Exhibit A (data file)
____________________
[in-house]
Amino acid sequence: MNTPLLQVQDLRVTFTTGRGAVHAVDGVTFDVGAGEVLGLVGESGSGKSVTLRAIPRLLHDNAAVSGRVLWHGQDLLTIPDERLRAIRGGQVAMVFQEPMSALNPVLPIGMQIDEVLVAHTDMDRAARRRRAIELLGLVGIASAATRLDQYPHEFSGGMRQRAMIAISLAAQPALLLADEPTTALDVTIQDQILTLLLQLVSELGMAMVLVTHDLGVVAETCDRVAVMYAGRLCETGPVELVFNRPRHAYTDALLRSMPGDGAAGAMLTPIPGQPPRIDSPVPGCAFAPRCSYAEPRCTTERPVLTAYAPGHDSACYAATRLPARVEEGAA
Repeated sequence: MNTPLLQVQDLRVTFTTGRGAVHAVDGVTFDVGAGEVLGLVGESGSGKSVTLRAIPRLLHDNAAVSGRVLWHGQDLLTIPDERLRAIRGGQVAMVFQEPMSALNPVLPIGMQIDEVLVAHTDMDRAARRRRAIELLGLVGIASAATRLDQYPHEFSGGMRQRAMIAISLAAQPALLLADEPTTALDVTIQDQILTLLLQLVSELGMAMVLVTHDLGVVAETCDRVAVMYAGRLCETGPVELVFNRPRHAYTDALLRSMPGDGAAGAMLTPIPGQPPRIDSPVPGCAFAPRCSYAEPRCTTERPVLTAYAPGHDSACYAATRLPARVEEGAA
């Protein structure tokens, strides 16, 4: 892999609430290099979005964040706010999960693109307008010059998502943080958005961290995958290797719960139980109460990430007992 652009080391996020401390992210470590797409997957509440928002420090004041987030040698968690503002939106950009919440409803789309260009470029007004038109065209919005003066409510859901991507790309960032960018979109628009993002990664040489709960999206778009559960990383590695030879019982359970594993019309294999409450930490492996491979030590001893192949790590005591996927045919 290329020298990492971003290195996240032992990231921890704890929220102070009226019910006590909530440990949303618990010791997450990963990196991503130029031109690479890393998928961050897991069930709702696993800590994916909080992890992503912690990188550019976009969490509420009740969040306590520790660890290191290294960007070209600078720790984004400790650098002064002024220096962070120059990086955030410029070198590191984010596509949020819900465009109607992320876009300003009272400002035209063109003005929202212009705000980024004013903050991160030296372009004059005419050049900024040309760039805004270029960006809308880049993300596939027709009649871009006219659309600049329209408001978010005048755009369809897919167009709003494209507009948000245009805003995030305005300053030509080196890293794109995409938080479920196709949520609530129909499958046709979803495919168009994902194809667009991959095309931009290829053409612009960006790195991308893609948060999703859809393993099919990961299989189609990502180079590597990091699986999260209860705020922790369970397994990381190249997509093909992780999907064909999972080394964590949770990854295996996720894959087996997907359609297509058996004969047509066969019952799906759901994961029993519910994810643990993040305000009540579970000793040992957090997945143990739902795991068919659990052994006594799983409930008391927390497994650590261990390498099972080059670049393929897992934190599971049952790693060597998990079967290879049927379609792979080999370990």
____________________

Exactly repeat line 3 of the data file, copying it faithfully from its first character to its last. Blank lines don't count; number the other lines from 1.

Repeated sequence: MNTPLLQVQDLRVTFTTGRGAVHAVDGVTFDVGAGEVLGLVGESGSGKSVTLRAIPRLLHDNAAVSGRVLWHGQDLLTIPDERLRAIRGGQVAMVFQEPMSALNPVLPIGMQIDEVLVAHTDMDRAARRRRAIELLGLVGIASAATRLDQYPHEFSGGMRQRAMIAISLAAQPALLLADEPTTALDVTIQDQILTLLLQLVSELGMAMVLVTHDLGVVAETCDRVAVMYAGRLCETGPVELVFNRPRHAYTDALLRSMPGDGAAGAMLTPIPGQPPRIDSPVPGCAFAPRCSYAEPRCTTERPVLTAYAPGHDSACYAATRLPARVEEGAA